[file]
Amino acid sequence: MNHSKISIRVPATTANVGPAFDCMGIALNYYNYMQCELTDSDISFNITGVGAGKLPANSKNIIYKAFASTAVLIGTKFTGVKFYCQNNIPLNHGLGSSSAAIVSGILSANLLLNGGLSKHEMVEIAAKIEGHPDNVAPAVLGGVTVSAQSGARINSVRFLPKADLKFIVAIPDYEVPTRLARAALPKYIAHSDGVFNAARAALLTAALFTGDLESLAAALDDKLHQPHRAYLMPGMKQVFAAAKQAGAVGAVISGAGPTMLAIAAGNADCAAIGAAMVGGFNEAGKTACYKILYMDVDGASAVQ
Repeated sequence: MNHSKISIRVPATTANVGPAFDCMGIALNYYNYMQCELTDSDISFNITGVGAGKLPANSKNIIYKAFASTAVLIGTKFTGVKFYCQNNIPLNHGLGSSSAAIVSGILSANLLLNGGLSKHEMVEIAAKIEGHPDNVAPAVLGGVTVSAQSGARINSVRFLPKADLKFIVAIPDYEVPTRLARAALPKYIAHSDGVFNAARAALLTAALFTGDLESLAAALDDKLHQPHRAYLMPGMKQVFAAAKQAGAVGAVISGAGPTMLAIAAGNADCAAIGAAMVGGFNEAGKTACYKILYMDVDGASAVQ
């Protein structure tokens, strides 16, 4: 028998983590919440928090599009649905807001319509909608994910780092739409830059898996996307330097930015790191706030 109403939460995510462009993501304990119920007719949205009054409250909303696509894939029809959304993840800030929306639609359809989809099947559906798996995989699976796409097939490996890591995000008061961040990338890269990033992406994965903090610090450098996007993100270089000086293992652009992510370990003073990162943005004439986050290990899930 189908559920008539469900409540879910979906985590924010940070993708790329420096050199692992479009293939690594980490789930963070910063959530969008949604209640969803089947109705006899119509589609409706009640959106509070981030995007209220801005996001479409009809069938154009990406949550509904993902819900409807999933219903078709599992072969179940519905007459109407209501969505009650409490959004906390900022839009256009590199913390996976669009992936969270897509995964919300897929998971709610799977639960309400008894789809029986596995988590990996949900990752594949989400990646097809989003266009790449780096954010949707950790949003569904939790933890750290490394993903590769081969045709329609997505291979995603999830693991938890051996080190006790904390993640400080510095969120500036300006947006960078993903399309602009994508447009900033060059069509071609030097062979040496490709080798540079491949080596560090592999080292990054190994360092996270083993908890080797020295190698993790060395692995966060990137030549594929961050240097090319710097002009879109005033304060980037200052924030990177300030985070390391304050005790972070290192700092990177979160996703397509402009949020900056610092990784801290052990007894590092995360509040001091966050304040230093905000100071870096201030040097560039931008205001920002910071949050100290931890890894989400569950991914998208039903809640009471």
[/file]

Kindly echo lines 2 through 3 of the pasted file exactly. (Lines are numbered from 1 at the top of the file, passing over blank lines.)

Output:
Repeated sequence: MNHSKISIRVPATTANVGPAFDCMGIALNYYNYMQCELTDSDISFNITGVGAGKLPANSKNIIYKAFASTAVLIGTKFTGVKFYCQNNIPLNHGLGSSSAAIVSGILSANLLLNGGLSKHEMVEIAAKIEGHPDNVAPAVLGGVTVSAQSGARINSVRFLPKADLKFIVAIPDYEVPTRLARAALPKYIAHSDGVFNAARAALLTAALFTGDLESLAAALDDKLHQPHRAYLMPGMKQVFAAAKQAGAVGAVISGAGPTMLAIAAGNADCAAIGAAMVGGFNEAGKTACYKILYMDVDGASAVQ
């Protein structure tokens, strides 16, 4: 028998983590919440928090599009649905807001319509909608994910780092739409830059898996996307330097930015790191706030 109403939460995510462009993501304990119920007719949205009054409250909303696509894939029809959304993840800030929306639609359809989809099947559906798996995989699976796409097939490996890591995000008061961040990338890269990033992406994965903090610090450098996007993100270089000086293992652009992510370990003073990162943005004439986050290990899930 189908559920008539469900409540879910979906985590924010940070993708790329420096050199692992479009293939690594980490789930963070910063959530969008949604209640969803089947109705006899119509589609409706009640959106509070981030995007209220801005996001479409009809069938154009990406949550509904993902819900409807999933219903078709599992072969179940519905007459109407209501969505009650409490959004906390900022839009256009590199913390996976669009992936969270897509995964919300897929998971709610799977639960309400008894789809029986596995988590990996949900990752594949989400990646097809989003266009790449780096954010949707950790949003569904939790933890750290490394993903590769081969045709329609997505291979995603999830693991938890051996080190006790904390993640400080510095969120500036300006947006960078993903399309602009994508447009900033060059069509071609030097062979040496490709080798540079491949080596560090592999080292990054190994360092996270083993908890080797020295190698993790060395692995966060990137030549594929961050240097090319710097002009879109005033304060980037200052924030990177300030985070390391304050005790972070290192700092990177979160996703397509402009949020900056610092990784801290052990007894590092995360509040001091966050304040230093905000100071870096201030040097560039931008205001920002910071949050100290931890890894989400569950991914998208039903809640009471």